Global equities are sharply lower as risk off hit all asset classes after President Trump stunned markets with his announcement of tariffs on Mexican imports, an unexpected escalation in the trade war with Mexico. Trump’s move will derail recent progress that was made with the USMCA negotiations and adds concerns trade wars will become the new norm. More importantly, China also announced they will be releasing a blacklist of companies to target that cut supplies and violated their market rules, heightening the economic pain that will hit multi-nationals. Today’s headlines highlight an intensification of trade spats between the US and their first and third largest trading partners. Dow Futures will open sharply lower, breaking below the $25,000 handle, while the Nasdaq continues to lead the way down with a 1.3% decline. Global bond yields are plummeting across the board, while the curve steepens in America. Risk-off flows supported the Japanese yen, Swiss franc and gold prices.
Trade – Risk off on Trump Mexico tariff and China blacklist
Bunds – Falls to Record Low
Turkey – Exits First Recession in a Decade
Oil – Collapsing on trade worries
Gold – Struggles despite rate cut bets
President Trump surprised markets after announcing Thursday night that the US would impose escalating tariffs on all Mexican goods beginning on June 10th, aiming at containing the rise in central American migrants coming to the border. Mexico is America’s third largest trading partner is expected to see a 5% tariff on imports that could grow up to 25% on October 1st. Trump’s decision likely puts a confusing twist to efforts to win congressional support in ratifying the United States- Mexico- Canada agreement. While the sudden aim at Mexico stunned markets, the demands are not as complicated as the ask list for China, so we could see a relatively quicker resolution here. Mexico could easily deliver improved security at the Mexico/Guatemala border, targeting criminal organizations that aid migrants, but may have trouble agreeing on acknowledging Central Americans entering Mexico are not able to ask for asylum with the US.
China’s retaliatory tariffs begin tonight and it seems the next round of wave of risk-off trade could get even uglier. China will establish a list of unreliable entities that will take aim at foreign firms that cut supplies to China. The curbing of exports of rare earth to US manufacturers is likely to become a reality too.
Trade tensions were supposed to be entering a state of calm and not flare up. Fear is that once these tariffs are implemented, economic activity and sentiment will see markets price in further economic weakness, that will have lasting impact and will not go away easily even if we do see trade deals in near future.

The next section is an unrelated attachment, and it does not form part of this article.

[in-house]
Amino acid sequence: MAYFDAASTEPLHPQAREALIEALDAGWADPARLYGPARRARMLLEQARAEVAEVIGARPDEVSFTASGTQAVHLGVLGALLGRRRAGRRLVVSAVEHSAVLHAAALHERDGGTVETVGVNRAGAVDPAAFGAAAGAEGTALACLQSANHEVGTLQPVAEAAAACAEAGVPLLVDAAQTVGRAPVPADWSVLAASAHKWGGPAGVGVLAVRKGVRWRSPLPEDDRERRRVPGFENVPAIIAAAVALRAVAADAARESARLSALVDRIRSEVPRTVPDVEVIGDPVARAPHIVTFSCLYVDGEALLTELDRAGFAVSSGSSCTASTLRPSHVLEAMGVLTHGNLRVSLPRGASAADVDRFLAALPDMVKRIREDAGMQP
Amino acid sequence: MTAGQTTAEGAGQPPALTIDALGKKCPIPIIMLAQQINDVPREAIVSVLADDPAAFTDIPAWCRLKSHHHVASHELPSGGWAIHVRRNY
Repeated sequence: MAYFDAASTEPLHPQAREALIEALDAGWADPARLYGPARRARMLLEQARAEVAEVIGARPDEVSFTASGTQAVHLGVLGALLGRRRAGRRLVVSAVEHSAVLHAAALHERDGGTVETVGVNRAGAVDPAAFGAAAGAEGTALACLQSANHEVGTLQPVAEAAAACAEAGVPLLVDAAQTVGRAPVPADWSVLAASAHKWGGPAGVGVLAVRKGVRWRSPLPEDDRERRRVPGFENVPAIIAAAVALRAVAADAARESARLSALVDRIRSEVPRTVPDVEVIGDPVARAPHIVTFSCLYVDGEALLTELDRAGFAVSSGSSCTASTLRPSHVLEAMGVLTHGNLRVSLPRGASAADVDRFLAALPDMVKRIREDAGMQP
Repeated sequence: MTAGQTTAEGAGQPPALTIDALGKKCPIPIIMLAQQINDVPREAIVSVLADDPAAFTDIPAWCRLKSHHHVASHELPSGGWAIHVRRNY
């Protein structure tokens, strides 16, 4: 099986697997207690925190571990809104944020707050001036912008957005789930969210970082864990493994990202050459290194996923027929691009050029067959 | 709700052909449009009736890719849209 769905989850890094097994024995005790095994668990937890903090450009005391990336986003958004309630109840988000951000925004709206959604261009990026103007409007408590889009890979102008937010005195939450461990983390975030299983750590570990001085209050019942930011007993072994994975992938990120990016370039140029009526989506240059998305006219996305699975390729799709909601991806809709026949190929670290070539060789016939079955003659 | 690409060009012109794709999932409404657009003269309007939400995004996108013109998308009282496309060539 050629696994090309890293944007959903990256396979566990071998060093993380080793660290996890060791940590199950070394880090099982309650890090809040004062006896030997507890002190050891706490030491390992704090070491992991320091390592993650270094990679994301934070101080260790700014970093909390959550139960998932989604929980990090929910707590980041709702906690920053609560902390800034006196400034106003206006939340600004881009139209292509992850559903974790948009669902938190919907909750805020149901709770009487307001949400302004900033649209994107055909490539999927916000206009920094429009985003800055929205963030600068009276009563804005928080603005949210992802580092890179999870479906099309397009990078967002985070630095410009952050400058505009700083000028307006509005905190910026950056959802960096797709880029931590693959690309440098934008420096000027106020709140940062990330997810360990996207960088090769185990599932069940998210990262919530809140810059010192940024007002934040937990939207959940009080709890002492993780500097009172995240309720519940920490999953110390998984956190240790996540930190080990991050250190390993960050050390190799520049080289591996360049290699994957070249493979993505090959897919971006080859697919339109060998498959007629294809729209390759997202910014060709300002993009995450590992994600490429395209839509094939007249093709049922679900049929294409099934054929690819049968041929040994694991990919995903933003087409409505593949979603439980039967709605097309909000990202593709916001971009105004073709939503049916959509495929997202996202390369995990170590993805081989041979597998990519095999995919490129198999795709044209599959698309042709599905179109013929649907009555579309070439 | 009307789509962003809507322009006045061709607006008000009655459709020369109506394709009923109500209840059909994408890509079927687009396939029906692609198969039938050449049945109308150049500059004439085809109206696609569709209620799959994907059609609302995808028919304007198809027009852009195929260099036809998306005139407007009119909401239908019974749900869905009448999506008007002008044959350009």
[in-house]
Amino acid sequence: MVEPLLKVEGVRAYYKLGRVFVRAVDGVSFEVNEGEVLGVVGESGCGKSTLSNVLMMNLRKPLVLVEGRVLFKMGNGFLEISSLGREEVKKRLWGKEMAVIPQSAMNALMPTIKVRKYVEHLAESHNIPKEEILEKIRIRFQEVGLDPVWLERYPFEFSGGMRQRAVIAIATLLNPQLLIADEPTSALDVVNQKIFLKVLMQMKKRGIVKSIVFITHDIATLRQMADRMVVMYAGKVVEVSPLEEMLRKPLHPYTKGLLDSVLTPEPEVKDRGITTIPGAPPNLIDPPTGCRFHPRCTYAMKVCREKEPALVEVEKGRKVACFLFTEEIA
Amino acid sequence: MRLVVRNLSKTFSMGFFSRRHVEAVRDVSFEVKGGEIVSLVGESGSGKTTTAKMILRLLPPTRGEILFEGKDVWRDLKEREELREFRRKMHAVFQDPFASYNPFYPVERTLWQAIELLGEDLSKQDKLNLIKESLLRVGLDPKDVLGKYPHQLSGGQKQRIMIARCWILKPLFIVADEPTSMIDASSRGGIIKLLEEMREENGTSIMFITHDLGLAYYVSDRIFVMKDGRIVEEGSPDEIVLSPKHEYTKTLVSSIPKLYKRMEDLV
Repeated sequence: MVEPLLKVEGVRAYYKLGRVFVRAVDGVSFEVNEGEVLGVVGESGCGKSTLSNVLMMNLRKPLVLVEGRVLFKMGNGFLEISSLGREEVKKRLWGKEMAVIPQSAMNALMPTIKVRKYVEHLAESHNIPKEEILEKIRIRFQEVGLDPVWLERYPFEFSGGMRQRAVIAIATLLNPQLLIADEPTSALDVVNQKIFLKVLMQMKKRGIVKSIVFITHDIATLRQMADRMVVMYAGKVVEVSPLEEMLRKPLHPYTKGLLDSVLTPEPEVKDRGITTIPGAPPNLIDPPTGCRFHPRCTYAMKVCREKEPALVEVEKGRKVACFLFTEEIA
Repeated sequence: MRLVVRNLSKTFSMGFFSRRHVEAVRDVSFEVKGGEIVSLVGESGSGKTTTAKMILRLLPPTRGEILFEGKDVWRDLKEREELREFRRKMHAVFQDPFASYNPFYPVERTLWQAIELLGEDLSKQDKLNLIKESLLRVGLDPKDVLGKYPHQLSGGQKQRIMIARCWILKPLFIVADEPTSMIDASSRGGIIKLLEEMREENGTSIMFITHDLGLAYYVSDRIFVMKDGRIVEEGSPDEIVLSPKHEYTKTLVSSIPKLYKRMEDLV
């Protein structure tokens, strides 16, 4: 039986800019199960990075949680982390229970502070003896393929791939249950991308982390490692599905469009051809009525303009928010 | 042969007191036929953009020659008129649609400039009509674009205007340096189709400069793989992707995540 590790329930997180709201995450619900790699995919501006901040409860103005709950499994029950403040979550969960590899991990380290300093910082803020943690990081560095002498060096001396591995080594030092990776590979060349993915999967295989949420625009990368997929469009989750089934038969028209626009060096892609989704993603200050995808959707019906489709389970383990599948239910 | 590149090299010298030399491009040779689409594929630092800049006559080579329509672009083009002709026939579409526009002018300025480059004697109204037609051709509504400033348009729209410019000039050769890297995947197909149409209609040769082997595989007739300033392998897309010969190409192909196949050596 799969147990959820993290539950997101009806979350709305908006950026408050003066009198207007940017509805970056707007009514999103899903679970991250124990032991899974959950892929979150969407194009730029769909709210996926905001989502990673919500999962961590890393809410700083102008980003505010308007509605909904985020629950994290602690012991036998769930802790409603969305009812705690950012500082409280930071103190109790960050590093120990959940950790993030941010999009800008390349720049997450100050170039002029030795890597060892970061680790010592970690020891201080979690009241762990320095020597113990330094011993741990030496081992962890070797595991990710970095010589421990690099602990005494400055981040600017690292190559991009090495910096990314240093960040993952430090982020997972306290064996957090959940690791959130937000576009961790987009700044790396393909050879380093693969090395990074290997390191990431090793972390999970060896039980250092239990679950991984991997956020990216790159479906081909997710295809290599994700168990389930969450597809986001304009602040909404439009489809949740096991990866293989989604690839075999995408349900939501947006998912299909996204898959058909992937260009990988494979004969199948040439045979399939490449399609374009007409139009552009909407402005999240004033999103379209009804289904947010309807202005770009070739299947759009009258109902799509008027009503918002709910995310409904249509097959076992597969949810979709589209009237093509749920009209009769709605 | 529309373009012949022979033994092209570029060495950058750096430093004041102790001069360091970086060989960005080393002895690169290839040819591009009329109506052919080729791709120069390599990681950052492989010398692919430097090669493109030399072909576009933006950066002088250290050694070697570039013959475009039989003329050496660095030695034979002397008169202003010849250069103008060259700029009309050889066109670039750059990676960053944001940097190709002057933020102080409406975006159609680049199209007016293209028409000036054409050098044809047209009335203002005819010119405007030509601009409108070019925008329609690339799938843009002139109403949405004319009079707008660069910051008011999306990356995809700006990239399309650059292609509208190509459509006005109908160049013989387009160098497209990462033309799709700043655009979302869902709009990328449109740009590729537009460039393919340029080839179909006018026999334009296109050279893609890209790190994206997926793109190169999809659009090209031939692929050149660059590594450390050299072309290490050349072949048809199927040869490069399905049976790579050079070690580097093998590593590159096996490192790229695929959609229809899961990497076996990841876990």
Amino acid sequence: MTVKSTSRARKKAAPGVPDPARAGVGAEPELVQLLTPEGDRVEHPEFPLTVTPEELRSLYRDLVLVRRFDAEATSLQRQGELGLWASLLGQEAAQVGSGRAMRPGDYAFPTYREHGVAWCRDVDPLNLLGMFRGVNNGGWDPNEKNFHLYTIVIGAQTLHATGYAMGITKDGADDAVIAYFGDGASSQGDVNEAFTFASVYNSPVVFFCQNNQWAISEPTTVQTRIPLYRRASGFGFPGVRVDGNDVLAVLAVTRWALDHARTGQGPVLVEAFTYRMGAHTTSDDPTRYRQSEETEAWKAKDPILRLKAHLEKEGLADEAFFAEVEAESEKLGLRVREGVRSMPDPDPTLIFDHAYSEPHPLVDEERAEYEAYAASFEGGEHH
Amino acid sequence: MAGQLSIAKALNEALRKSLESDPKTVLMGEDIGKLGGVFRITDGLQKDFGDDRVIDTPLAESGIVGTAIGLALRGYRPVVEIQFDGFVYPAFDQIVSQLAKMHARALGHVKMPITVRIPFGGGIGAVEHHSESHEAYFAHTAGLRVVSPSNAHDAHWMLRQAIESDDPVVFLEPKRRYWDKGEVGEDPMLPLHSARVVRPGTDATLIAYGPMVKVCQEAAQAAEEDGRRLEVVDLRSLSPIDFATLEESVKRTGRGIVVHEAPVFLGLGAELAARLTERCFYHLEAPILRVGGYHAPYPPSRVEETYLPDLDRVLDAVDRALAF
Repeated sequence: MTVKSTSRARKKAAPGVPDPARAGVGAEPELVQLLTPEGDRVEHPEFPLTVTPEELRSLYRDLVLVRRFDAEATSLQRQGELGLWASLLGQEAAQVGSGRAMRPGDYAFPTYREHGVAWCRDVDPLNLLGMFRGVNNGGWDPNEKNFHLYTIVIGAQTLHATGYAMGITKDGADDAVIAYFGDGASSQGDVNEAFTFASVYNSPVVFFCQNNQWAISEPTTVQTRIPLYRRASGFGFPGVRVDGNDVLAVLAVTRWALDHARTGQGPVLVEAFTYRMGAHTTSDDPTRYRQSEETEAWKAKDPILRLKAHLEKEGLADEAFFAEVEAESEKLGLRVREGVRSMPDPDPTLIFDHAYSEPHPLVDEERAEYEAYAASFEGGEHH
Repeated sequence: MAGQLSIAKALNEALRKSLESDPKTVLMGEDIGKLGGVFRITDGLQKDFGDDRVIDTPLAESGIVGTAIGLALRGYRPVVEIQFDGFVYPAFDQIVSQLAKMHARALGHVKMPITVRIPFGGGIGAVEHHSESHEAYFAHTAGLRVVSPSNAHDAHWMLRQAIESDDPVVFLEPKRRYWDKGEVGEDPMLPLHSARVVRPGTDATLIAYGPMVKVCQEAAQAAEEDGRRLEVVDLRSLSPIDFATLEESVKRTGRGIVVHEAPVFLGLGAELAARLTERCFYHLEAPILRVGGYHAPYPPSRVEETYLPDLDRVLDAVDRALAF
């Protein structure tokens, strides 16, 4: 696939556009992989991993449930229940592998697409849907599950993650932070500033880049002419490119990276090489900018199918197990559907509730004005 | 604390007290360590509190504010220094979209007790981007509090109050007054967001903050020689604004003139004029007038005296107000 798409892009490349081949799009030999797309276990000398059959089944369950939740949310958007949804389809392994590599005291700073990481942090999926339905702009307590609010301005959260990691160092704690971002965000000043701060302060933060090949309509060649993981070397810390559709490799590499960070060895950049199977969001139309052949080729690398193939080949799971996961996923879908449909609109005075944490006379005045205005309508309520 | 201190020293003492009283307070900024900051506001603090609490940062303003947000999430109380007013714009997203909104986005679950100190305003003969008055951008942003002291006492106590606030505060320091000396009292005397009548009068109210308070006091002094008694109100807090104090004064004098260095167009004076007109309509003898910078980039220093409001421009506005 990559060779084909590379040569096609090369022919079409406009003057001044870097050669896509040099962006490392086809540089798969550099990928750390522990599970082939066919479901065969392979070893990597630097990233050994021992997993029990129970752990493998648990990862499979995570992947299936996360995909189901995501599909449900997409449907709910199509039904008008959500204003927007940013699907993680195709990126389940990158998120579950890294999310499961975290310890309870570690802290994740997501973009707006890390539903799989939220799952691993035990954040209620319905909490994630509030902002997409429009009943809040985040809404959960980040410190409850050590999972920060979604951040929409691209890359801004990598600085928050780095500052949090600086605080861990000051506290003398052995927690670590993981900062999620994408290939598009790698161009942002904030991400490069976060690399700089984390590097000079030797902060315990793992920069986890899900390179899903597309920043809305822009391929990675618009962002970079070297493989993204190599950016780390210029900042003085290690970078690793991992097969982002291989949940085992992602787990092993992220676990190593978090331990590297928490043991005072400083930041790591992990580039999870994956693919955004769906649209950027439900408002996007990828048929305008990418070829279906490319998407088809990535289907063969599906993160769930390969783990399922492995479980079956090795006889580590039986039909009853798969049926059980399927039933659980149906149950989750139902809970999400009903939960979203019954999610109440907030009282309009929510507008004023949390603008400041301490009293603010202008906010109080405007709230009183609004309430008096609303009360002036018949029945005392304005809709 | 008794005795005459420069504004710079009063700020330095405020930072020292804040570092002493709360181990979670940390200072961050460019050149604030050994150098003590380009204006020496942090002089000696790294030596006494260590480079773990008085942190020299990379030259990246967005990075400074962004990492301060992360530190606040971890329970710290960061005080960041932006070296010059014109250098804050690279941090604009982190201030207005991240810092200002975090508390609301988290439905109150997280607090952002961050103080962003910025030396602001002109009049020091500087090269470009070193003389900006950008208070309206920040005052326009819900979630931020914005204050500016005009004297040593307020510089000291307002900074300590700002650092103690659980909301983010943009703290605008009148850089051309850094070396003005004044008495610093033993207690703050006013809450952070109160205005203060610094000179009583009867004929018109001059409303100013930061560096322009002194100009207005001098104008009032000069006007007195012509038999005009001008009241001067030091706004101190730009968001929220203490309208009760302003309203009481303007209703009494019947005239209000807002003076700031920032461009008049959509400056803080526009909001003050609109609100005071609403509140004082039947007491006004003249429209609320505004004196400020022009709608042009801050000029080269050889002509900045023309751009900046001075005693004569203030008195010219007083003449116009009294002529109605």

German yields are plummeting as risk aversion sees investors fleeing to German bonds. The yield on 10-year German bund fell to a record low, surpassing the one made back when Brexit happened. Many analysts are wondering if the entire German curve will go negative, a blow to German banks. The ECB is likely going to need to step up QE and deliver further rate cuts. The euro is still holding onto the 1.11 level.
The Turkish lira rallied after the country officially exited a recession, however it was mainly driven by surge in lending by state banks. The 1.3% expansion in Q1 was expected and the lira rallied 0.3% to the dollar. Turkey remains a political mess and the longer-term bearish outlook for the economy remains in place. The lira is down roughly 5% this quarter and with consumer confidence at record lows, prospects for further Turkish growth are slim.
Oil bearish momentum remains on overdrive as trade fears have dealt a strong blow to demand expectations. President Trump’s latest tariffs on Mexico will also punish US gulf refiners, adding a few dollars to Maya crude, the only type of oil Pemex has been selling. West Texas Intermediate crude is down over 2% and back to the mid-50s. Glut concerns will also grow as stockpiles are growing as we enter the summer driving season. Oil could see a run for the $50 a barrel level as global growth concerns increase and are combined with a recent run of bearish EIA weekly crude and gasoline inventory reports.
Gold is back above $1,300 an ounce on Trump’s latest tariff theatrics. The yellow metal has underperformed as a safe-haven but could see further gains as technical traders appreciate the breakout from a recent tight range.
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